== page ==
She turns to Darani, gently. "Is there something for me?"
"Of course, but it's not in the same vein. With your children, you want to influence them more and get them to think about things more."
But why do they have to wait until your death until they get to hear those messages? "That's a very good question," he says. It seems he's thought more about what it's like to leave a digital legacy than what it might be like to receive one. When his family logs on to hear him, it will always be a one-sided conversation. He will always have the last word.
"It's very rare as a family that you find the right time to say these things," he replies, eventually. "And this lets you have time to think about it, and be thoughtful and skilful about what you want to say. This is a way of stating your values and passing them on in a direct way."
His children are uneasy about his plans. "They know about the videos, but when I try to prepare them for my death, they seem a bit like they don't want to look at it," Darani sighs. "I'm hoping the videos will be a comfort to them in the future, even if the idea isn't comforting now."
"Would I do it?" Lucy says. "No, I wouldn't. I don't see the need to publicise myself in that way. With me, I'm focused on the present. I'd like people to recognise and see me while I'm around. I'd rather be remembered when I'm here."
"Before, we would try to immortalise ourselves with a gravestone," he says. "If we were rich we'd get a bigger gravestone, or if we were really rich, a hospital wing or a football stand. Your gravestone would erode, or the hospital would be knocked down and your wing would be lost. But the internet is not going anywhere. All your digital content and archived information will be there."
Norris won't tell me exactly how many people have signed up for DeadSocial, but he says they've had a lot of users since it launched in
"There are two ways that we've defined people using it: the first is as an end-of-life tool, where they say goodbye in their own way. The other way is more futurist, where you live on virtually and rather than your friendships ending when your life does, you get to extend those friendships. You elevate them, in a way: although you can't receive messages, you've taken the time to think about how you want your friendships to continue."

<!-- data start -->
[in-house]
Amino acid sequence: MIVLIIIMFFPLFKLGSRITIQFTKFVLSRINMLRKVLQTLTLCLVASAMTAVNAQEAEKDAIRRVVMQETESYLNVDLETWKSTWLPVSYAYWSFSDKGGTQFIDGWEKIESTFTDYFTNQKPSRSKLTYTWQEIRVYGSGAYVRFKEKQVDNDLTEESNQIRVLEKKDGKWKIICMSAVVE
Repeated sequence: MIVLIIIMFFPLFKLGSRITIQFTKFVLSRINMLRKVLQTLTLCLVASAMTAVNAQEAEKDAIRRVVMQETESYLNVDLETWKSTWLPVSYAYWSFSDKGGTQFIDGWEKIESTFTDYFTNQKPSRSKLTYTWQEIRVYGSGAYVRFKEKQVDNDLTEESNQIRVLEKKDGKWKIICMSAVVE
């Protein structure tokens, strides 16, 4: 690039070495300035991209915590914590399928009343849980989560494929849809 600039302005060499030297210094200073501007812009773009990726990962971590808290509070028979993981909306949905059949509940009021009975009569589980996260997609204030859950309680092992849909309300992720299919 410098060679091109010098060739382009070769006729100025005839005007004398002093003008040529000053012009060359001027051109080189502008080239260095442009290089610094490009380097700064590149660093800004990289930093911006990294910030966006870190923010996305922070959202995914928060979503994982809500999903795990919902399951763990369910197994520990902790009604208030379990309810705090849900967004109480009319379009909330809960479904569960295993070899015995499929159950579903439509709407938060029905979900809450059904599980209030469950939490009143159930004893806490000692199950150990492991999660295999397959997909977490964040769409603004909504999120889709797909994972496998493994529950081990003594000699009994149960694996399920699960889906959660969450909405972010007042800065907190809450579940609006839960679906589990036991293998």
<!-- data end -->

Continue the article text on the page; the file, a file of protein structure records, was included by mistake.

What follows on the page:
I wonder, isn't it a little self-defeating to use so much time in your real life to create and schedule all the messages, photos and updates that you'll need in the monologue of a digital afterlife?
"Now we're spending a substantial part of our lives online, the amount of time you invest in your friendships, your communities on
He had the idea for the service after seeing
Messages certainly have more gravitas when they come from the grave, be they in a letter from a fallen soldier, a note buried in a time capsule or in a scheduled
Norris looks uncomfortable. "These messages are public, and they inform what people will see of you. You wouldn't want to be seen as a horrible person." He shifts in his seat. "You can't stop someone from saying something on
In the increasingly crowded market of digital afterlife services, DeadSocial's closest competitor is If I Die, an Israeli-run application that launched in 2011. Its free service lets users record a single message that will be published on their Facebook wall on notification of their death, and for
"Our analysis shows these are people with family. People who have kids are more open to understanding the importance of the service," Alfonta says. "In the last few months we've seen a surprising increase of people using it from
Once you start thinking about your digital afterlife it can be difficult to stop. "I'm one of the most addicted users - not because I think of death all the time, but because I travel a lot, and I'm afraid of flying. Each time before I fly I check my messages to see if anything needs changing," Alfonta says. "I'd recommend everyone try and record just one message, because it has a very strong positive effect on the way you behave, on what you think is important."
We selectively cultivate our public identities. For Alfonta, it's only a matter of time before everyone is using a service like his. "People are on
What if you don't want a digital afterlife? Even those who want to disappear from social media as soon as they die need to plan for it.
But even an apparently self-effacing wish like this can be motivated by voyeurism and pride. Dean started thinking about his digital afterlife when he witnessed the fallout on
No matter how carefully some might plan, no one can control the persona who gets to live on. Even if your profiles are left exactly according to your wishes, you can't stop other people from leaving conflicting memories of you online, or control how you'll appear on the
Darani's family didn't have to wait long to find out how he wanted to be remembered. Six months after our first meeting, I hear that he has died. Even though he knew it was coming, it came suddenly. For Lucy, it was a real shock. She held on to Darani's first set of videos for two weeks before steeling herself to watch them. "I didn't have the courage to open them," she says. "The one where he says goodbye made me really breathless. I had to go outside and take some fresh air after I saw it."
His most personal messages - made specifically for Lucy - are still to be released through his Facebook page. Is she glad he made them? "I am," she says immediately. "It's helping me to carry on. I don't feel desperate, that now he's gone, everything is gone. I want to keep on doing things I would do as if he were alive. In some ways, he's kept himself alive for us. It's very comforting."